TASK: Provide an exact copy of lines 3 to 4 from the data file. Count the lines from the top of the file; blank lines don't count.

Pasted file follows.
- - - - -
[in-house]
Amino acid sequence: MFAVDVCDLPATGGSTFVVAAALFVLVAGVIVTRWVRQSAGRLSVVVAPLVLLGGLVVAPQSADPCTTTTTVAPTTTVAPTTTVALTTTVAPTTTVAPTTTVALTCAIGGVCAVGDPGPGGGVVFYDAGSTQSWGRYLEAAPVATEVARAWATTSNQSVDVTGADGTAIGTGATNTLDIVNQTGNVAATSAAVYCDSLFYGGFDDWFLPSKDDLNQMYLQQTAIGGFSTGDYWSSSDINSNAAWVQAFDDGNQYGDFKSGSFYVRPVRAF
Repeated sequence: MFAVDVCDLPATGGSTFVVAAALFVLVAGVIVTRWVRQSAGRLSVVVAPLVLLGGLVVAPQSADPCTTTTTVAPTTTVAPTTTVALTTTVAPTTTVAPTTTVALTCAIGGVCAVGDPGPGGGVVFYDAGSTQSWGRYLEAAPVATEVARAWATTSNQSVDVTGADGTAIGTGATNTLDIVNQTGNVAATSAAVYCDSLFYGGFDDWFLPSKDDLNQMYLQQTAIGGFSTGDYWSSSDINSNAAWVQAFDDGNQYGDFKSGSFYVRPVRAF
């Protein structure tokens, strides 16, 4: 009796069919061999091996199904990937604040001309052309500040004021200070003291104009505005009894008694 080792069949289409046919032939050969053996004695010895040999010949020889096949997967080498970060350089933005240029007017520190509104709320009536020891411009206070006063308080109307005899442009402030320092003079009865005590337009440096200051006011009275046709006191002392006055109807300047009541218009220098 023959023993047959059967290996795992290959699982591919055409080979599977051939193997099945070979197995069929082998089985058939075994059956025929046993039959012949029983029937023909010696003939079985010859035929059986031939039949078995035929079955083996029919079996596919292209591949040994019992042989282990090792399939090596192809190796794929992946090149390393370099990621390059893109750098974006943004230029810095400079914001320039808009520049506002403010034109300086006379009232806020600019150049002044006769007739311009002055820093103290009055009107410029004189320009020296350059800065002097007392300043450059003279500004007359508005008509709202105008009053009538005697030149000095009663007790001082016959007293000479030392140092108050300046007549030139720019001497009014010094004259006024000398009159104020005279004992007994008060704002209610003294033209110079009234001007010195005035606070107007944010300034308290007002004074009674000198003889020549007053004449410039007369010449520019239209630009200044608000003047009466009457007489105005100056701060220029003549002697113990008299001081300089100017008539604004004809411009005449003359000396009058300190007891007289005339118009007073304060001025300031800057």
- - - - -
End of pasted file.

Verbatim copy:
Repeated sequence: MFAVDVCDLPATGGSTFVVAAALFVLVAGVIVTRWVRQSAGRLSVVVAPLVLLGGLVVAPQSADPCTTTTTVAPTTTVAPTTTVALTTTVAPTTTVAPTTTVALTCAIGGVCAVGDPGPGGGVVFYDAGSTQSWGRYLEAAPVATEVARAWATTSNQSVDVTGADGTAIGTGATNTLDIVNQTGNVAATSAAVYCDSLFYGGFDDWFLPSKDDLNQMYLQQTAIGGFSTGDYWSSSDINSNAAWVQAFDDGNQYGDFKSGSFYVRPVRAF
């Protein structure tokens, strides 16, 4: 009796069919061999091996199904990937604040001309052309500040004021200070003291104009505005009894008694 080792069949289409046919032939050969053996004695010895040999010949020889096949997967080498970060350089933005240029007017520190509104709320009536020891411009206070006063308080109307005899442009402030320092003079009865005590337009440096200051006011009275046709006191002392006055109807300047009541218009220098 023959023993047959059967290996795992290959699982591919055409080979599977051939193997099945070979197995069929082998089985058939075994059956025929046993039959012949029983029937023909010696003939079985010859035929059986031939039949078995035929079955083996029919079996596919292209591949040994019992042989282990090792399939090596192809190796794929992946090149390393370099990621390059893109750098974006943004230029810095400079914001320039808009520049506002403010034109300086006379009232806020600019150049002044006769007739311009002055820093103290009055009107410029004189320009020296350059800065002097007392300043450059003279500004007359508005008509709202105008009053009538005697030149000095009663007790001082016959007293000479030392140092108050300046007549030139720019001497009014010094004259006024000398009159104020005279004992007994008060704002209610003294033209110079009234001007010195005035606070107007944010300034308290007002004074009674000198003889020549007053004449410039007369010449520019239209630009200044608000003047009466009457007489105005100056701060220029003549002697113990008299001081300089100017008539604004004809411009005449003359000396009058300190007891007289005339118009007073304060001025300031800057």